Presentation on theme: "Erin Meyer-Gutbrod - Cornell University Dr. Andrew Pershing – Gulf of Maine Research Institute Dr. Charles Greene - Cornell University"— Presentation transcript:
Erin Meyer-Gutbrod - Cornell University Dr. Andrew Pershing – Gulf of Maine Research Institute Dr. Charles Greene - Cornell University http://rwcatalog.neaq.org/Terms.aspx
Right Whale Feeding and Breeding Zones RWs spend Spring, Summer and Fall feeding in the Gulf of Maine and off the Scotian Shelf Pregnant cows migrate to waters off Georgia and Florida to calve during the winter months Adapted from E. Paul Oberlander, Woods Hole Oceanographic Institution Graphics Critically endangered: fewer than 500 individuals
Chief Prey Group: Calanus finmarchicus Abundance levels respond to climate forcing from the Arctic and within the North Atlantic basin, and are correlated with the NAO (Greene et al.) Due to the high energetic demands of pregnancy and nursing, right whale vulnerabilities to prey limitations are most likely to be manifest in the reproduction cycle
Continuous Plankton Recorder Data collected from silk screens dragged behind ships of opportunity between Boston and Cape Sable, Nova Scotia CPR data sorted by region and by bimonthly time period to create a high resolution, long term data set
Calving rates driven by prey abundance High calving rates in 1980s and 2000s driven by high copepod abundances Low rates in 1990s driven by fewer copepods
3-Stage Reproduction Model A calving cycle takes at least 3 years: 1 year in each stage 2 Probabilities must be computed: 1. Transition between Recovery and Pregnancy Φ 21 2. Transition between Pregnancy and Nursing a calf Φ 32
Calculating Transition Probabilities Probabilities ϕ 21 and ϕ 32 are modeled as logistic regressions to constrain them between 0 and 1 The logit is a linear combination of an intercept and a suite of prey terms which are multiplied by coefficients In the prey-independent model, the logit will only contain an intercept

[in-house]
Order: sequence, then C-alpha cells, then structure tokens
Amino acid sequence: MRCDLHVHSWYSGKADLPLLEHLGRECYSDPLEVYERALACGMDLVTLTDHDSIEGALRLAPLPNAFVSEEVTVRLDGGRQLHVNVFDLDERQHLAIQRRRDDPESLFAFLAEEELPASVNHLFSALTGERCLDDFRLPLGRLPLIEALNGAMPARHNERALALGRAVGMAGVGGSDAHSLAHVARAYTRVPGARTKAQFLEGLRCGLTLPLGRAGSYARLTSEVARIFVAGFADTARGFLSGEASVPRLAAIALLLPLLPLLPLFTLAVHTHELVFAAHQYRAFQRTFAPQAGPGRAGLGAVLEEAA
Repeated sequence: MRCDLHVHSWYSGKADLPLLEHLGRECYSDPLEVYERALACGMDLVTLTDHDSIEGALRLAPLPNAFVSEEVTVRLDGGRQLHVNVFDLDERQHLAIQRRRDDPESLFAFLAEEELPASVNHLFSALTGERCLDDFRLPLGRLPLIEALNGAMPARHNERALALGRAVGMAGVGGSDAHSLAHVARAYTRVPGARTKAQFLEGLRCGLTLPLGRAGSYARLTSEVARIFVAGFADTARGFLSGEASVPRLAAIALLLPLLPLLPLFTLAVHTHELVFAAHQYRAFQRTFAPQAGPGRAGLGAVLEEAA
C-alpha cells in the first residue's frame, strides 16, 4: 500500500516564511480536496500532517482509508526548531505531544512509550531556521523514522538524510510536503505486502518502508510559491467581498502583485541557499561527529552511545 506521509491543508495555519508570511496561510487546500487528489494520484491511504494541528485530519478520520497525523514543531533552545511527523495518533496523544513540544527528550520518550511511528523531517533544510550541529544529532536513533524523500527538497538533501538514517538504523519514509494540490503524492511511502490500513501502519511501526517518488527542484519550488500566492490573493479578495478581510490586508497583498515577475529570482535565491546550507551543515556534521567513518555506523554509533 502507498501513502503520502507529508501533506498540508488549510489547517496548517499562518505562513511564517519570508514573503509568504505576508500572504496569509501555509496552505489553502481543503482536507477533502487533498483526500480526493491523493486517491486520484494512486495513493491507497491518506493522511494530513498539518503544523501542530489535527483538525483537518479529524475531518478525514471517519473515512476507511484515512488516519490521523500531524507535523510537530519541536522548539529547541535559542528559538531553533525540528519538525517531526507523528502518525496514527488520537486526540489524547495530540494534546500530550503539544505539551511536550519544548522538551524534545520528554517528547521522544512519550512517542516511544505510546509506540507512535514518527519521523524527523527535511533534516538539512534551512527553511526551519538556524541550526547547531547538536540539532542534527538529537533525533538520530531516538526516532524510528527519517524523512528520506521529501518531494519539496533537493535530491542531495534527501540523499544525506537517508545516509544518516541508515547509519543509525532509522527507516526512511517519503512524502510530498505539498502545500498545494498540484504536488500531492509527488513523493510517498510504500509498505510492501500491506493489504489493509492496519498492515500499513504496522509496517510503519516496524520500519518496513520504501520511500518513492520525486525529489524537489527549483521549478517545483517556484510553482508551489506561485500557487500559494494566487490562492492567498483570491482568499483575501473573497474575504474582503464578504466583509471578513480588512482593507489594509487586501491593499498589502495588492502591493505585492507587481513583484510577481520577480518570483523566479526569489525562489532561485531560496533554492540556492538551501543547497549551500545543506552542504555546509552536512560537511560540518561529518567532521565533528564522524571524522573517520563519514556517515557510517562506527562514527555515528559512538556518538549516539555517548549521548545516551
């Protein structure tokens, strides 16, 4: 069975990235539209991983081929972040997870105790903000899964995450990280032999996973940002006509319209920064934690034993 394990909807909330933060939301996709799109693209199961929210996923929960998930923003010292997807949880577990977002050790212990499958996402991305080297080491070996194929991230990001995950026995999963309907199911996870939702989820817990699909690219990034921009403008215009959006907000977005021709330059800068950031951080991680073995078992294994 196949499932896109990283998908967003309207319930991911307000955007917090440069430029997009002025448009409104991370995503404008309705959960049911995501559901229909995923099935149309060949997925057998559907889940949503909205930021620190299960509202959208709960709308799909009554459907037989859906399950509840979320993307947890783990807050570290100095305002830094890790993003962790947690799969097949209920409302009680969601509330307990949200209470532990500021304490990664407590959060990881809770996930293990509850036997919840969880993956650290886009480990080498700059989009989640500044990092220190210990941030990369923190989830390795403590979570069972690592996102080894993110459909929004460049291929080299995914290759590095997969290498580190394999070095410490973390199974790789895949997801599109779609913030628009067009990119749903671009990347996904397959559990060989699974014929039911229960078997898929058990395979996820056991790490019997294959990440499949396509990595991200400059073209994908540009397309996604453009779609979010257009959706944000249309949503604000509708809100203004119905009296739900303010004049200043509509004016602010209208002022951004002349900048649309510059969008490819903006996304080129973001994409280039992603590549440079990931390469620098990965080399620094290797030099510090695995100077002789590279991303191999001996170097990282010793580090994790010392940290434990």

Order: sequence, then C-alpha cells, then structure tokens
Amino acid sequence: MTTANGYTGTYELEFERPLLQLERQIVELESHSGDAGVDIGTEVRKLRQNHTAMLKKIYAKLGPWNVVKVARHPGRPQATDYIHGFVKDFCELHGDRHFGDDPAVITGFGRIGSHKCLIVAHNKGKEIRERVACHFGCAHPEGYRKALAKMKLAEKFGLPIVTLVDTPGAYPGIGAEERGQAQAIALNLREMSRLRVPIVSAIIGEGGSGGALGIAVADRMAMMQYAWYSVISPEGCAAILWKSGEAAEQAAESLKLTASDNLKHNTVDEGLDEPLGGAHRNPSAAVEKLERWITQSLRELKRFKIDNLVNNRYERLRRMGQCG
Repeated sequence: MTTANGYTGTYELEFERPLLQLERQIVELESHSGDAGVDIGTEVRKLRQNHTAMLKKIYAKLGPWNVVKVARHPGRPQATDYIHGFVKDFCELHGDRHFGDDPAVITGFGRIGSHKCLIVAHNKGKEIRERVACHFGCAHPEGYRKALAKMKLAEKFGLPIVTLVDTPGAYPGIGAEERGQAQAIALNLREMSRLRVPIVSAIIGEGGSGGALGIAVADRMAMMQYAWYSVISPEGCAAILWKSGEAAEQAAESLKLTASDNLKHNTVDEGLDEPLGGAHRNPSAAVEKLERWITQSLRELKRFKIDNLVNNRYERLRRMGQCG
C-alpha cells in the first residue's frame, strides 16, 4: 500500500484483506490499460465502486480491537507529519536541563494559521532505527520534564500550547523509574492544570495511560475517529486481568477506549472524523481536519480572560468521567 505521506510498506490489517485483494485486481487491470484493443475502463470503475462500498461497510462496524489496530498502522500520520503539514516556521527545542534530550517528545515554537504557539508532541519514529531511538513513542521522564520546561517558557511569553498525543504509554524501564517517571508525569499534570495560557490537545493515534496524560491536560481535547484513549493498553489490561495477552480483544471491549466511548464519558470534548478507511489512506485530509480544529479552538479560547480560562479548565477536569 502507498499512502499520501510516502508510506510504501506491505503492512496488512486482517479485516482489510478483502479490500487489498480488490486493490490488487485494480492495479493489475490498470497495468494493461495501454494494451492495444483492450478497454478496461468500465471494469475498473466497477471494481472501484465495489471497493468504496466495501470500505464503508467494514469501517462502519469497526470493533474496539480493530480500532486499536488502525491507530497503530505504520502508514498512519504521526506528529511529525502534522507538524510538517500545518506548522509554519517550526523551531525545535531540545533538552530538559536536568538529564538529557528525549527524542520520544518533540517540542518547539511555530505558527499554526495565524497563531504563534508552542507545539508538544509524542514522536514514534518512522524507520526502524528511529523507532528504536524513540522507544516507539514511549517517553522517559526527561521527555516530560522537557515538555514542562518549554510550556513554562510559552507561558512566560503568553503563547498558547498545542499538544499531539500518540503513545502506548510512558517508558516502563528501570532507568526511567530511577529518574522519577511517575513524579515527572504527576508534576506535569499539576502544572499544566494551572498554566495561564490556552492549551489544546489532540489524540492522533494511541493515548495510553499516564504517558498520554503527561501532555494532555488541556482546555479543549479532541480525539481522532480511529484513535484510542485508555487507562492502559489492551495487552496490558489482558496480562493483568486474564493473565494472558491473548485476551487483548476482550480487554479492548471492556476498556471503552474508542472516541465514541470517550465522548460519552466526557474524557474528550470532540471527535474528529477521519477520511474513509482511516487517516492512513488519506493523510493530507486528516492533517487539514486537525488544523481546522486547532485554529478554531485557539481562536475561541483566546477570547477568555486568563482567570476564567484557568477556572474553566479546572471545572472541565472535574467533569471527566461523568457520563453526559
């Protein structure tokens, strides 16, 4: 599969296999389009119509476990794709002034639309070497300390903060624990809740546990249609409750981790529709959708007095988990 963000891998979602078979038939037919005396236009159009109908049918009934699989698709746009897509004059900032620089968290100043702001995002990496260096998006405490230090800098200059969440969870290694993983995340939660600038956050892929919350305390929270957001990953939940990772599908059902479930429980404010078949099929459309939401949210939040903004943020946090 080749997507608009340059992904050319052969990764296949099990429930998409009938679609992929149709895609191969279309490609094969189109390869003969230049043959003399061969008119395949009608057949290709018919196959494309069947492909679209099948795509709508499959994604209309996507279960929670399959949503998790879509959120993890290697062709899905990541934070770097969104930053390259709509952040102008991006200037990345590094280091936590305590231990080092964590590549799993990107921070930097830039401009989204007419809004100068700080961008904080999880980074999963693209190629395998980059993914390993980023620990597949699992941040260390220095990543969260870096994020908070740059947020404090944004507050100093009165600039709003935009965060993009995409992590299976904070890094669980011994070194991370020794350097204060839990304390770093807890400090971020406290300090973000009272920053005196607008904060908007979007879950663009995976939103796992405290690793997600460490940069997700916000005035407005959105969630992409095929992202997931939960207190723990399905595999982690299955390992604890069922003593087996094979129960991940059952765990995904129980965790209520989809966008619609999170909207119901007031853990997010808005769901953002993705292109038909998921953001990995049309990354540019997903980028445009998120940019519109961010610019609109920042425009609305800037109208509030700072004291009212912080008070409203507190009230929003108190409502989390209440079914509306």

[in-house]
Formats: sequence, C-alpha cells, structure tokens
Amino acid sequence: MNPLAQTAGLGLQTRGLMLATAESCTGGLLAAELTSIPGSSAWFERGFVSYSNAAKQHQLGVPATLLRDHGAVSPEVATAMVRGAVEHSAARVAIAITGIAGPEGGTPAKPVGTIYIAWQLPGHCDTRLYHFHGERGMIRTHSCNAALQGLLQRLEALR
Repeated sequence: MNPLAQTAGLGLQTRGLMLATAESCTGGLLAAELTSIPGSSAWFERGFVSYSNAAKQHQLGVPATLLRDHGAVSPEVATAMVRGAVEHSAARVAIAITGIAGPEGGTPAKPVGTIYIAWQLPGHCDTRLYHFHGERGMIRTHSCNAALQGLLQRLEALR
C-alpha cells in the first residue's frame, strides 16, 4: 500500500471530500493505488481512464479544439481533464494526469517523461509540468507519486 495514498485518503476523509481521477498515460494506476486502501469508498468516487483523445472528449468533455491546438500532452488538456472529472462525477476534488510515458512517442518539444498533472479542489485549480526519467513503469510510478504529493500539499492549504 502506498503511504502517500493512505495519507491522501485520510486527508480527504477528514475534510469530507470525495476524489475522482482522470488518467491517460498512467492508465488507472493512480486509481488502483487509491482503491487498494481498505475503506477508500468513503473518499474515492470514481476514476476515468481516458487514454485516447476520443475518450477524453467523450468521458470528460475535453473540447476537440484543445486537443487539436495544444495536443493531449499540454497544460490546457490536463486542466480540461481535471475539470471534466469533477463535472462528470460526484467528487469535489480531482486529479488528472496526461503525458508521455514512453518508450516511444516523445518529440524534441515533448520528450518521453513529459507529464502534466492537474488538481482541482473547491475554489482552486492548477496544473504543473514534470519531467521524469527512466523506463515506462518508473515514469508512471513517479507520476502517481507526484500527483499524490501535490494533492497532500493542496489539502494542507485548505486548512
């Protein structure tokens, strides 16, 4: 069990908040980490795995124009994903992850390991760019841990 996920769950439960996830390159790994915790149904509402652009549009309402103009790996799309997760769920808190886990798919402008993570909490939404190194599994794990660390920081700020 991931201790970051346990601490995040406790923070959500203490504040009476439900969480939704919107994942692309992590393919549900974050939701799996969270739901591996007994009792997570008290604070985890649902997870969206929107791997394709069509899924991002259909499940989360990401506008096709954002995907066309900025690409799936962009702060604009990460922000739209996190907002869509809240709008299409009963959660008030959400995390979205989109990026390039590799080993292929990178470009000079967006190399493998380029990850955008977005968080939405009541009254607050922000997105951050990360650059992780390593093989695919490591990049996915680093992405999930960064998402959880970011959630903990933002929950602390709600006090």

Projecting Right Whale Population Insert transition probabilities into a demographic population matrix: Multiply the population matrix by a vector of individuals categorized into reproductive stages to determine the distribution of individuals in the following time step:
Model Optimization This is a big job. Using R and AD Model Builder we test each of the possible CPR data sets by season and geographical region. Look for combinations of CPR data sets that yield accurate calving series. Find the set of parameters (intercepts and coefficients inside the two logits) that best fit the model to the observed time series of calf births.
3 Calving Models: 1. Independent model with no prey dependency – transition probabilities are constant through time 2. Prey-dependent model using only yearly average values from the Continuous Plankton Recorder 3. Prey-dependent model using bimonthly values from the Continuous Plankton Recorder
Comparing 2 calving models: a simple independent model and a prey-dependent model Prey-independent model follows general trend of increased calving Prey-dependent model captures the dips and spikes in reproduction that are caused by environmental conditions
Viable cow distribution Total number of viable cows increases steadily Cows spend more time in the “resting” stage After a period of low prey abundance, cows wait in the “resting” stage until a year of high prey abundance leads to a spike in pregnancies.
Given average prey availability, cows are very likely to get pregnant Great declines in calf production are explained by the connection between low prey abundance and low pregnancy rates Chance of successful delivery is much lower than chance of conception given any set of prey conditions This may result from the increased nutritional requirements for pregnant cows.
What’s next? Fit prey-driven reproduction model separately for each decade to look for different patterns between the three decadal regimes Choose a general model that is robust enough to withstand regime shifts Reproductive model can be nested into a complete demographic model to project future population growth This model can be used to project right whale extinction risk under varying prey conditions related to climate change and / or varying rates of anthropogenic mortalities
Thanks to: Cornell University National Defense Science and Engineering Graduate fellowship Office of Naval Research Atkinson Center for a Sustainable Future Gulf of Maine Research Institute New England Aquarium